Commissioner Oliver welcomed guests and shared highlights from the Mayor’s Office of Media and Entertainment’s commitment to supporting the technology and film, television and entertainment industry, as seen in the case of the Made In NY Media Center, a new co-working, incubator and educational resource set to open in DUMBO, Brooklyn this year.
Next, New York City’s Chief Digital Officer Rachel Haot presented an overview of the five areas of New York City’s Digital Roadmap – each of which framed a roundtable discussion during the course of the Symposium. Each roundtable began with a presentation from a visiting city, providing an in-depth look at progress on that particular area of the Roadmap; followed by a moderated discussion, opening the topic for input from all participants.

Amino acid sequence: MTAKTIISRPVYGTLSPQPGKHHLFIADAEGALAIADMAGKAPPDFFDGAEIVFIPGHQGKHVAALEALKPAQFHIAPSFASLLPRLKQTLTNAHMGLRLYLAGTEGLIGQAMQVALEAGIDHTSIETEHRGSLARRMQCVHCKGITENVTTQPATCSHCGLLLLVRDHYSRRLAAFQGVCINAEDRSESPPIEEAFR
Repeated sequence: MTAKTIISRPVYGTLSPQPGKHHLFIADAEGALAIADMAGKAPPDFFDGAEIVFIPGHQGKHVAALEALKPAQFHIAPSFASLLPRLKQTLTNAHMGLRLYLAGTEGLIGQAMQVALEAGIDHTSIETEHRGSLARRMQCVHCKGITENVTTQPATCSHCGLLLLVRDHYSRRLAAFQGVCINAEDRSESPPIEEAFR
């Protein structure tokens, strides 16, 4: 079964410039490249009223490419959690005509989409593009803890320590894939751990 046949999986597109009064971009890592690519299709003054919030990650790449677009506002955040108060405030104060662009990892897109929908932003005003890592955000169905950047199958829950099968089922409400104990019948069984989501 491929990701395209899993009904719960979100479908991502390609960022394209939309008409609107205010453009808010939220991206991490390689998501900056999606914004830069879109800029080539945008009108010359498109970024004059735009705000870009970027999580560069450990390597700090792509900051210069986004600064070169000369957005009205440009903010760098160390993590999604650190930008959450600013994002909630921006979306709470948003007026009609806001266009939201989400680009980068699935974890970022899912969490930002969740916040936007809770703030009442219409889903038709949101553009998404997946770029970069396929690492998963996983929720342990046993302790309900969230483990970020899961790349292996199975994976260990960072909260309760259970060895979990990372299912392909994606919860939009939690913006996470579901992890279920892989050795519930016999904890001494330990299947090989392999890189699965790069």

The first roundtable began with a presentation on Access and Infrastructure, presented by Aaron Lye, Senior Assistant Director, Content Development at the Ministry of Communications and Information in Singapore. Mr. Lye shared Singapore’s Wireless @SG initiative in providing free WiFi in all highly trafficked areas of the city, the government’s plan to build a national fiber network, and how Singapore is bridging the digital divide through the Silver Infocomm Initiative for senior citizens by subsidizing purchases of technology equipment and focusing on building awareness through education.